On February 22, Center for Global Sustainability Director Nathan Hultman provided testimony at a hearing on the Maryland Pension Climate Change Risk Act. The hearing was held by the Maryland House Appropriations Committee. Hultman's testimony was as follows.
Testimony on House Bill 993
Maryland Pension Climate Change Risk Act
Prof. Nathan Hultman
Director, Center for Global Sustainability
School of Public Policy
University of Maryland
The Appropriations Committee
Maryland General Assembly
February 22, 2018
Thank you for the invitation to testify today.
The Maryland State Retirement and Pension System (SRPS) currently manages over $47 billion in assets on behalf of 380,000 members across numerous state and local government agencies. State pension funds such as Maryland’s invest funds in a broad swath of the global economy. Climate change poses real risks to those investments in a number of ways, including direct impacts from weather events, loss of competitiveness for companies in affected industries, and legal liability for the mismanagement of such risks. These risks create a vulnerability for Maryland—and all states with long term obligations to their residents and employees.
Pension funds have to manage returns for the long term so as to ensure they fulfill the promises made to employees who may be decades from retirement. Thinking about the future—and new financial risks—is therefore one of their most important responsibilities. Recent hurricanes and wildfires in the United States have underscored that climate change has become a new source of major financial risk, which will almost certainly grow in coming decades. To date, however, the Maryland pension fund has not responded comprehensively to this challenge, even as tidal flooding has become a regular feature in parts of Annapolis just blocks away from these government offices.
Pension funds in other jurisdictions have begun addressing both these risks resulting from climate change impacts and policies. In June of this year, a task force of international financiers, led by former New York Mayor Michael Bloomberg, issued a report highlighting these risks and the need for greater disclosures. To its credit, Maryland’s SRPS did contribute to some early thinking with other pension funds about how to deal with climate change in investment decisions, and has taken some initial steps to engage in proxy voting. However, more can and should be done, both individually and in concert with other pension funds and long-term asset holders.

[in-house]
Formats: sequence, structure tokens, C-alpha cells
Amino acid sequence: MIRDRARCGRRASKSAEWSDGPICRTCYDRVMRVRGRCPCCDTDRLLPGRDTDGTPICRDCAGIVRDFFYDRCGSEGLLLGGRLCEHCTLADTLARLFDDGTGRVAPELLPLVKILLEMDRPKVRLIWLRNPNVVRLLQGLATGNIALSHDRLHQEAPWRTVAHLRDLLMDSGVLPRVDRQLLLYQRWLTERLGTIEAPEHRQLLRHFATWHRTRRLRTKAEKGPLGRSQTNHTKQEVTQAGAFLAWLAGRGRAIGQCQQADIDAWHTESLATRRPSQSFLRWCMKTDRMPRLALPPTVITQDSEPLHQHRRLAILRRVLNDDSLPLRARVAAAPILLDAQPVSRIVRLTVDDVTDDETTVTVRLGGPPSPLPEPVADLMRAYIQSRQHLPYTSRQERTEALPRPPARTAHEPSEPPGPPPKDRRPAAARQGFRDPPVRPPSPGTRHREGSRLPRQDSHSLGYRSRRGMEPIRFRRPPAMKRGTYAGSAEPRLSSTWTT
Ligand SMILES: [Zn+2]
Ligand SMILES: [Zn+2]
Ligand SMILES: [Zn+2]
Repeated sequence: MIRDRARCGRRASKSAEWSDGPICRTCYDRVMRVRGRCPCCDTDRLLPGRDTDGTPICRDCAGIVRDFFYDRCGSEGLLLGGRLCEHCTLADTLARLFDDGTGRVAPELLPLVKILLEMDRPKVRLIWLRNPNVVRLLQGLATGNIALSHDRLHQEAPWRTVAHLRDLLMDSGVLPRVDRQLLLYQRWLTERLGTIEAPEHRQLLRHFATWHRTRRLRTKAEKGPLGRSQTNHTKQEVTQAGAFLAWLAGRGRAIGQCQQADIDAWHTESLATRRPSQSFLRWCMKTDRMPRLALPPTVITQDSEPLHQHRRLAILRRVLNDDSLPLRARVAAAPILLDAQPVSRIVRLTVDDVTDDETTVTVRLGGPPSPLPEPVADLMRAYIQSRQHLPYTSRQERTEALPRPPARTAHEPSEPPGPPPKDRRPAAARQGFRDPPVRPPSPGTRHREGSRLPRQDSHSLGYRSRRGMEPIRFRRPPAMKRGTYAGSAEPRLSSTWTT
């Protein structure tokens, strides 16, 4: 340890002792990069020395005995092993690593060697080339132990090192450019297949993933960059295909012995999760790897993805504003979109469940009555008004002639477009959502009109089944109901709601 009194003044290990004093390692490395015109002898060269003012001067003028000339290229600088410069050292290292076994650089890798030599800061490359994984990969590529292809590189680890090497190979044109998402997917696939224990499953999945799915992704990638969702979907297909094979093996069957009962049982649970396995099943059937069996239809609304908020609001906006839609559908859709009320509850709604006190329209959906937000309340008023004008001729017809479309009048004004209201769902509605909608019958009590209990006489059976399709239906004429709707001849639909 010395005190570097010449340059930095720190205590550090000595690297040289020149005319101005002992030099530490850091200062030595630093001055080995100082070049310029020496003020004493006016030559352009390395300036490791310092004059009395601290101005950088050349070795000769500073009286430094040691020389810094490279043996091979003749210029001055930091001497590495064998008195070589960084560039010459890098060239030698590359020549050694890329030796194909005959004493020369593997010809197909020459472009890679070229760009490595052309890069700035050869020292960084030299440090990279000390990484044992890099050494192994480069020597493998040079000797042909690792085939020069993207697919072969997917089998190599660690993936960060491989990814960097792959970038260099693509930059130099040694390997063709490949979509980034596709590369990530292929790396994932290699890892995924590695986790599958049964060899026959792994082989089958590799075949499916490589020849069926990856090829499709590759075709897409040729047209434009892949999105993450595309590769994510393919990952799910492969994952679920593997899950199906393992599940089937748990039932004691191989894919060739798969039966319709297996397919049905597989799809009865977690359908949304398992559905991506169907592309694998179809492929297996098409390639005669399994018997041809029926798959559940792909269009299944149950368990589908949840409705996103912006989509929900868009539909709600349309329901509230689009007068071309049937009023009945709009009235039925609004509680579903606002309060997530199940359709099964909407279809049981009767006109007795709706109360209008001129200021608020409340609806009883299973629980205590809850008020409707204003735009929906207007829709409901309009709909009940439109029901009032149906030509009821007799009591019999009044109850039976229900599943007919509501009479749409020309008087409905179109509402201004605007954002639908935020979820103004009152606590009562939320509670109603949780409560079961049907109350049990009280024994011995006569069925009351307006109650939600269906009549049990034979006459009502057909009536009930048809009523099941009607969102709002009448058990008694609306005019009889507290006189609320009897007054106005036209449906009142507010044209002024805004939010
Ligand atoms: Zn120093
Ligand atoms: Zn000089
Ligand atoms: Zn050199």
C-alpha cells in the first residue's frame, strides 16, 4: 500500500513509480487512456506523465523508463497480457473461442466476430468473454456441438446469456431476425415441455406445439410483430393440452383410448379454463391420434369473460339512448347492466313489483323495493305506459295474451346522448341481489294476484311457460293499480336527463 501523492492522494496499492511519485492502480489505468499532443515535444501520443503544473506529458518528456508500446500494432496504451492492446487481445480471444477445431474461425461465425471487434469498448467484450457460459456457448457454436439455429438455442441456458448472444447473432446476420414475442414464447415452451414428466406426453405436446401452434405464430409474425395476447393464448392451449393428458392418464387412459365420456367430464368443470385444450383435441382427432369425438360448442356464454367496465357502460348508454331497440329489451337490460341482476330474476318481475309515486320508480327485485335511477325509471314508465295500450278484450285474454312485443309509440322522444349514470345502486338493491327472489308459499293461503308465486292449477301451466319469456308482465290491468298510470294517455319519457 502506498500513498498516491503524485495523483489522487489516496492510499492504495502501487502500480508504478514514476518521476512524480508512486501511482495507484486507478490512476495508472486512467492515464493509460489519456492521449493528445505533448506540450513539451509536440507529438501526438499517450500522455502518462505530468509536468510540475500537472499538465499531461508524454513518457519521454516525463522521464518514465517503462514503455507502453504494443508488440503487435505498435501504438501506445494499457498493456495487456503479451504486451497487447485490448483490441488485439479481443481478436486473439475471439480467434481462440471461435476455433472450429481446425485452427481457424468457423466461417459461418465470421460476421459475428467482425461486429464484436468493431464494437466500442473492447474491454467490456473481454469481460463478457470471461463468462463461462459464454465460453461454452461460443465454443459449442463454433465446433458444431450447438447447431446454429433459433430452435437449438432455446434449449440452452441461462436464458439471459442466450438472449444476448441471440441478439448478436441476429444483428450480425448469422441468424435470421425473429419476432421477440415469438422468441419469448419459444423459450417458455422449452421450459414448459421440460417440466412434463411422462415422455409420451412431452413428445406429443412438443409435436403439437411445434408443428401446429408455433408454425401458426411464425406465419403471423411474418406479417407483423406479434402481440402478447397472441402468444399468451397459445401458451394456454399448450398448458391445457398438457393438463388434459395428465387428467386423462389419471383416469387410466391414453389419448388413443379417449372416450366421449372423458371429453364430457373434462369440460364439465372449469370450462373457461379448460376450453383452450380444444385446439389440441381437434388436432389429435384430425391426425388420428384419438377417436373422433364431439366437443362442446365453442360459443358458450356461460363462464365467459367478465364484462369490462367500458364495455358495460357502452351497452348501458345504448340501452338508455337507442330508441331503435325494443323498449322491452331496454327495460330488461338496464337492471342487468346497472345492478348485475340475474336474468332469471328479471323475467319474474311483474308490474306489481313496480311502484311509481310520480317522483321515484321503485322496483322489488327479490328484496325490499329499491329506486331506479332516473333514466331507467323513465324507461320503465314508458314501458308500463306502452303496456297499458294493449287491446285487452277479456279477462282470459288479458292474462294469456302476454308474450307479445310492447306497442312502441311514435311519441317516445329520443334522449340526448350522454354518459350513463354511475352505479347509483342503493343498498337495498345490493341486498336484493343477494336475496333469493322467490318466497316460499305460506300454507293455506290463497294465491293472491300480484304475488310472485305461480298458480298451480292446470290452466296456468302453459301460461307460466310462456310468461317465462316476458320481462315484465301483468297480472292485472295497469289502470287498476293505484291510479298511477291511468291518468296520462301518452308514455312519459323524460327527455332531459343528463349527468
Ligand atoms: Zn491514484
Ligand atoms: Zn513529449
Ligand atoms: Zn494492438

In a study1 recently released by our center and on which I was co-author, we identified some of the areas for potential improvement. The Maryland SRPS could, for example, learn from other states’ pension management practices and incorporate these into the System’s framework. The California Public Employees’ Retirement System (CalPERS) and the New York State Common Retirement Fund (NYSCRF) have commissioned reports to analyze their portfolio’s climate risks and, with other shareholders, have voted for the approval of climate change resolutions for five major energy companies. Internationally, the European Parliament passed a law requiring pension funds to consider and report on the environmental, social and governance risks (including climate risks) of their investments. France adopted mandatory climate risk reporting requirements for all institutional investors, including pension funds. Other tools used in U.S. States include proxy voting to place climate risk experts on corporate boards and shifting capital to companies with lower emissions. They are also looking at the opportunities for returns from green energy technologies and products that enhance resilience to climate impacts.
The first and most critical step is to openly acknowledge the significance of the risks and an intent to address them comprehensively, a process that I commend the you all for engaging in. Well-established best practices for managing climate risk involve clarifying investment guidelines and philosophy with respect to climate change, risk assessment, active ownership, asset reallocation, and transparency. The Maryland SRPS has initiated some of these best practices but has considerable room to do more. On transparency, for example, the Asset Owners Disclosure Project gave SRPS a “D” ranking for 2017 meaning “Bystander,” tying for 218th out of 500 asset owners indexed. As such, the Maryland House Bill 993, “The Maryland Pension Climate Change Risk Act,” would direct the State of Maryland to implement actions consistent with the above good practices identified in our study, for example by clarifying investment guidelines, assessing climate risks, and enhancing corporate engagement and transparency.
Maryland’s action on this issue is important not to lead on a topic relating to our own vulnerability to climate change—which itself is an important goal. But it is also, and centrally, about our interest in ensuring we act in a responsible way to protect our investments on behalf of all Marylanders. These few basic steps can bolster our ability to implement investment policies in line with our fiduciary duties, further advance our state as a national leader, and reflect the best scientific understanding of the risks that climate change presents to Maryland’s citizens, investments, economy, and natural areas.
1 “Climate Change Risk and the Maryland State Retirement and Pension System.” Center for Global Sustainability, University of Maryland, October 2017. Available at http://www.cgs.umd.edu/publication/